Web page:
Nature’s Flu Shot: Elderberries Sure Beat a Shot in the Arm
Winter is the perfect time for taking Elderberry preventatively to stay healthy and enjoy being social with less fear of catching a cold or the flu. Sambucus nigra, otherwise known as Black Elderberry, is a large deciduous shrub with dark purple berries that grows in many parts of the world, including the mountains and landscapes of southern Oregon. Elderberry preparations have historically been used by many cultures for respiratory conditions such as colds and flus. Modern research has recently confirmed Elderberry’s antiviral properties.
The berries ripen in the early fall and the medicine is made from the fresh, dried or frozen berries. Dried elderberries and pre-made elderberry extracts can also be purchased at natural food stores. Elderberry medicine is useful for cold and flu prevention as well as treatment. The flowers bloom in springtime and have their medicinal uses, too. Properly made elderberry extracts are safe for children, adults and elders (pun intended). The ripe berries and flowers are the only edible parts of the elderberry plant. The rest of the plant is poisonous, including the seeds.
Greek physician Hippocrates touted the benefits of elderberry way back in 300 BC and this medicine has stood the test of time ever since. Elder flowers have most commonly been used in alleviating allergic and pulmonary diseases. Other documented uses of elderflowers are for laxative, anti-ulcer, anti-asthma, bronchitis, sore throat and arthritis relief. Elderberry juice was used in ancient times to treat sciatica, headache, dental pain, heart pain and nerve pain. Elderberry syrups and tinctures are traditionally used for viral infections and fever reduction and I have experienced the healing magic of elderberry syrup at my own clinic with many pediatric patients.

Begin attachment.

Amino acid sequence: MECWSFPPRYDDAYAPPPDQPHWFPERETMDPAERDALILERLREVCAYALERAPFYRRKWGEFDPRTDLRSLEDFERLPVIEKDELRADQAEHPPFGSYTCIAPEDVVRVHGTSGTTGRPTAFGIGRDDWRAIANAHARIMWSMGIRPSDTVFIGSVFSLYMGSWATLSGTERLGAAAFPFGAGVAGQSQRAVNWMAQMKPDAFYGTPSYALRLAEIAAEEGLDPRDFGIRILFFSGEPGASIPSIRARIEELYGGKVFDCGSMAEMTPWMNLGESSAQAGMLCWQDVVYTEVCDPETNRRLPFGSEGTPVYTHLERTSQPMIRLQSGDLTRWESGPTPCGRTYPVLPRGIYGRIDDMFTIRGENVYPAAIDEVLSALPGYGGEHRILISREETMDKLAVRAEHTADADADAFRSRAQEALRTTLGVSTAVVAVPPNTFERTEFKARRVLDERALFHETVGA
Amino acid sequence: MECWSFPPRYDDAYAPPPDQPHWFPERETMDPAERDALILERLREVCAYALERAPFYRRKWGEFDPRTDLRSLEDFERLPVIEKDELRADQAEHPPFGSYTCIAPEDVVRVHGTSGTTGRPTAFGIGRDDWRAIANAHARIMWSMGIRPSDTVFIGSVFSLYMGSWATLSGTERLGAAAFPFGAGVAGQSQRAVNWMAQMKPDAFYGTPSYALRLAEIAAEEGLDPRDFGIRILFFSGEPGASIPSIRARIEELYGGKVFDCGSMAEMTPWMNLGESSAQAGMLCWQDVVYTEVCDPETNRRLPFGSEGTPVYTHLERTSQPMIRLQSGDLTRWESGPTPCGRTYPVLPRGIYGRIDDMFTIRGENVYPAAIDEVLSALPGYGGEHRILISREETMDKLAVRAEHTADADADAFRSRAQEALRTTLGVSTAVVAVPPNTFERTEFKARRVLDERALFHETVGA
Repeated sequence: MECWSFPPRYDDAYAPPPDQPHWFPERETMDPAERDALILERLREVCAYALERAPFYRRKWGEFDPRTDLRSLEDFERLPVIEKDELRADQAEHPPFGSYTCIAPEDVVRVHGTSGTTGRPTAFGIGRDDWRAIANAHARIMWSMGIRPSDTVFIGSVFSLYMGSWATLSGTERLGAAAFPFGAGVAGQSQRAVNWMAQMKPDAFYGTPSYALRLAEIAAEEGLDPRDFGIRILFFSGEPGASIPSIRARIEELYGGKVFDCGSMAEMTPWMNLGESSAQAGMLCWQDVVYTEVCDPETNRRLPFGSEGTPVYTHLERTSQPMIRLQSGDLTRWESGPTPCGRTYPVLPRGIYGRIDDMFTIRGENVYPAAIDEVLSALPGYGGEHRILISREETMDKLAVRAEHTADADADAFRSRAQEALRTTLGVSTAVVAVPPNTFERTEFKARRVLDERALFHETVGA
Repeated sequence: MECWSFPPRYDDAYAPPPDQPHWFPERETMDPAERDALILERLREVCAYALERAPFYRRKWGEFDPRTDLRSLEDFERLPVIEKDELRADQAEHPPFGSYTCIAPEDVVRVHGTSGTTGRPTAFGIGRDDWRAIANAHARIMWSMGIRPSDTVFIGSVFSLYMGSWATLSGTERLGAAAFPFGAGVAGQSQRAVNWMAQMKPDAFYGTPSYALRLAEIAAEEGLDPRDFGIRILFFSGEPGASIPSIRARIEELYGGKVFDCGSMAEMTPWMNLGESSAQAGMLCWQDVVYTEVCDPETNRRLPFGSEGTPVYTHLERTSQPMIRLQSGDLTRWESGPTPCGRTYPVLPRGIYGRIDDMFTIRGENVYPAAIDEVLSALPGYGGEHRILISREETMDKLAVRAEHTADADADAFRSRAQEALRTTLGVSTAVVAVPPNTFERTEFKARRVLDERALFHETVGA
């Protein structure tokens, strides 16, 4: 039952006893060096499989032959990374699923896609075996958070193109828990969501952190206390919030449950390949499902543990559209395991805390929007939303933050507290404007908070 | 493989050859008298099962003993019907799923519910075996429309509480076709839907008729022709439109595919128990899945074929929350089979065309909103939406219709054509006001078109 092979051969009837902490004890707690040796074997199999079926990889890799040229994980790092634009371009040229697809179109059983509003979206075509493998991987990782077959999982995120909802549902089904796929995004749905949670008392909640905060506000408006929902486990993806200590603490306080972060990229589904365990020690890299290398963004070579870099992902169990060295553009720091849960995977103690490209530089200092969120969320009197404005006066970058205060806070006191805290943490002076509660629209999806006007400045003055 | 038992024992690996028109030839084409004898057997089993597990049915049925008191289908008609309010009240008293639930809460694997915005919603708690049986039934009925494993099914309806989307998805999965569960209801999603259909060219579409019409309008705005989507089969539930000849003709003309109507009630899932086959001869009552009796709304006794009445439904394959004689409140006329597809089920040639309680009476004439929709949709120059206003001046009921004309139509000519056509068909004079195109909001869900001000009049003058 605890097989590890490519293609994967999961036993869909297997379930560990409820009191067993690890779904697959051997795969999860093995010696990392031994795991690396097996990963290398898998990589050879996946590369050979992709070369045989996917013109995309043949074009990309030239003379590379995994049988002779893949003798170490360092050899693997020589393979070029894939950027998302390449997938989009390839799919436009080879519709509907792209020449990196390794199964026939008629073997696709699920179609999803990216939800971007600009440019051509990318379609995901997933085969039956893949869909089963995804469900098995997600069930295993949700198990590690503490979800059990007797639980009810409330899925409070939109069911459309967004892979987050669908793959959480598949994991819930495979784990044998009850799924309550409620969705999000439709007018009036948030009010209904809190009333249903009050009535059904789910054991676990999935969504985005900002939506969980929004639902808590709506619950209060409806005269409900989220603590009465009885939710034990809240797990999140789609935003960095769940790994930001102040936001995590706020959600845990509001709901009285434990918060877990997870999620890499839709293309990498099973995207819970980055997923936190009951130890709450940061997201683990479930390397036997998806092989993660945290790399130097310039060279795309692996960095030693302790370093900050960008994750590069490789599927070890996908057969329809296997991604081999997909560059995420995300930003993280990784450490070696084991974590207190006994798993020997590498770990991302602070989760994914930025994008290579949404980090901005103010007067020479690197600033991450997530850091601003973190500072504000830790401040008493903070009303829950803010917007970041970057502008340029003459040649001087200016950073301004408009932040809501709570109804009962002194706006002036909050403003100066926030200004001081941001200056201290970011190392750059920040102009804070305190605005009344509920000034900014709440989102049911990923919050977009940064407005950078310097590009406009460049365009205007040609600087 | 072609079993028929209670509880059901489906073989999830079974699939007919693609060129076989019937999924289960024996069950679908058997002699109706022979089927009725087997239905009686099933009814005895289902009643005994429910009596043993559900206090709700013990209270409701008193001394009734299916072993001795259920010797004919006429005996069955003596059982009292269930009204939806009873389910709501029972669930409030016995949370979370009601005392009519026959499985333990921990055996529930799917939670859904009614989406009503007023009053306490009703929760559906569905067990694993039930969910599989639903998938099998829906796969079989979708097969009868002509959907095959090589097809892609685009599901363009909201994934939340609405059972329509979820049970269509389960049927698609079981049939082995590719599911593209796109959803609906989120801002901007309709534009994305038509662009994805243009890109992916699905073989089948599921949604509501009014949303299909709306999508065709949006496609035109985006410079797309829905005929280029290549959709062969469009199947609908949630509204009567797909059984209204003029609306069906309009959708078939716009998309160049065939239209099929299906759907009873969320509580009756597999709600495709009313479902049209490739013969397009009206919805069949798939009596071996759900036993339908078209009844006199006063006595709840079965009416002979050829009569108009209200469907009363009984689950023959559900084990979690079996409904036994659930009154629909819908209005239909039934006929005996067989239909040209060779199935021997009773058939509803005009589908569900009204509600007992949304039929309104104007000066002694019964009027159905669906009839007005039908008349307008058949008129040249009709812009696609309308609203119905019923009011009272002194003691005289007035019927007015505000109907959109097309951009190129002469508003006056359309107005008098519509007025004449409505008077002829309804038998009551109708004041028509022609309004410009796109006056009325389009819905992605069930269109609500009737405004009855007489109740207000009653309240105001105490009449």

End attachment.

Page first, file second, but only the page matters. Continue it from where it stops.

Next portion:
Kids love the taste of elderberry syrup. It’s the perfect preventative medicine for staying healthy while school is in session. Taking 1/4 teaspoon every morning before school is an easy rhythm to get into for most families. For treatment of acute colds, an effective dose is 1 teaspoon three times daily for kids and 2 teaspoons three times daily for adults. The de-seeded berries are high in vitamin A and its precursor beta-carotene, vitamin C, bioflavonoids, iron, and potassium.
Bioflavonoids are present in all dark colored fruits and veggies, including elderberries. These dark colored antioxidants can prevent or slow damage to cells caused by free radicals, which are unstable molecules that the body produces as a reaction to environmental, immune and other stressors. Free radicals cause inflammation, speed up the aging process, disrupt all of our body systems and increase cancer risk. Elderberry medicine as a daily winter tonic is protective in this regard, as well.
Nowadays you can find elderberry extracts, supplements, pies, ice creams, jellies, juices, beverages, beers, wines, kombucha and fruit bars in most grocery stores. Black elderberry cultivation and harvesting is becoming a high dollar industry because of the many uses in food, herbal medicine and nutritional supplements. In 2010, Sambucus nigra was the most harvested medicinal plant intended for export trade and production in two Eastern European countries. Elderberry was ranked on the Top 20 best-selling herbal dietary supplements in the USA in 2011–2014, with sales increasing every year. Thankfully, it is not endangered and is locally abundant.
Elderberry supplements made with Sambucol, a standardized black elderberry extract with solid research behind it, were so popular last year that many stores and online retailers were sold out for months. Now is the time to make your own or stock up on premade products for cold and flu season. Homemade elderberry syrup recipes are easy to find, fun to make and taste delicious. I encourage you and your family to try it and see how much of a difference it can make in strengthening your immunity this winter. I wish you a very happy and healthy 2019!
Dr. Margaret Philhower is a naturopathic doctor with a naturopathic family practice in Takilma next door to The Dome School and at The Bear Creek Naturopathic Medical Clinic located at 2612 E. Barnett Rd. in Medford. You can schedule an appointment in Takilma by calling 541-415-1549 or Medford by calling 541-770-5563 or visit her website at www.drmargaret.org.